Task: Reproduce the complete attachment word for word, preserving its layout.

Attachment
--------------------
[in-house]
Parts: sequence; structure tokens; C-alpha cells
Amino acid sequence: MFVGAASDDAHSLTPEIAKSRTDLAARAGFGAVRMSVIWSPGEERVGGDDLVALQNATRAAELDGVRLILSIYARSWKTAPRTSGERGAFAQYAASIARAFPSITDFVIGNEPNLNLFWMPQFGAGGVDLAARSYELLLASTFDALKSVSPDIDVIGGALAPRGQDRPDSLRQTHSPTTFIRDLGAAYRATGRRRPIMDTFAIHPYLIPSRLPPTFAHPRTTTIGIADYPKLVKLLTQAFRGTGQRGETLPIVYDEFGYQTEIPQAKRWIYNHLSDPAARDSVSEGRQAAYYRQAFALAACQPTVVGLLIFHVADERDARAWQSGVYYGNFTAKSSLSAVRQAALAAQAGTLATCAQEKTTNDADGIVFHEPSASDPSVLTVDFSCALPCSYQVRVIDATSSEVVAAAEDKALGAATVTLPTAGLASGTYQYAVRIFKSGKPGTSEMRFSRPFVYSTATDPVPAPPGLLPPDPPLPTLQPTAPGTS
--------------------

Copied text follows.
[in-house]
Parts: sequence; structure tokens; C-alpha cells
Amino acid sequence: MFVGAASDDAHSLTPEIAKSRTDLAARAGFGAVRMSVIWSPGEERVGGDDLVALQNATRAAELDGVRLILSIYARSWKTAPRTSGERGAFAQYAASIARAFPSITDFVIGNEPNLNLFWMPQFGAGGVDLAARSYELLLASTFDALKSVSPDIDVIGGALAPRGQDRPDSLRQTHSPTTFIRDLGAAYRATGRRRPIMDTFAIHPYLIPSRLPPTFAHPRTTTIGIADYPKLVKLLTQAFRGTGQRGETLPIVYDEFGYQTEIPQAKRWIYNHLSDPAARDSVSEGRQAAYYRQAFALAACQPTVVGLLIFHVADERDARAWQSGVYYGNFTAKSSLSAVRQAALAAQAGTLATCAQEKTTNDADGIVFHEPSASDPSVLTVDFSCALPCSYQVRVIDATSSEVVAAAEDKALGAATVTLPTAGLASGTYQYAVRIFKSGKPGTSEMRFSRPFVYSTATDPVPAPPGLLPPDPPLPTLQPTAPGTS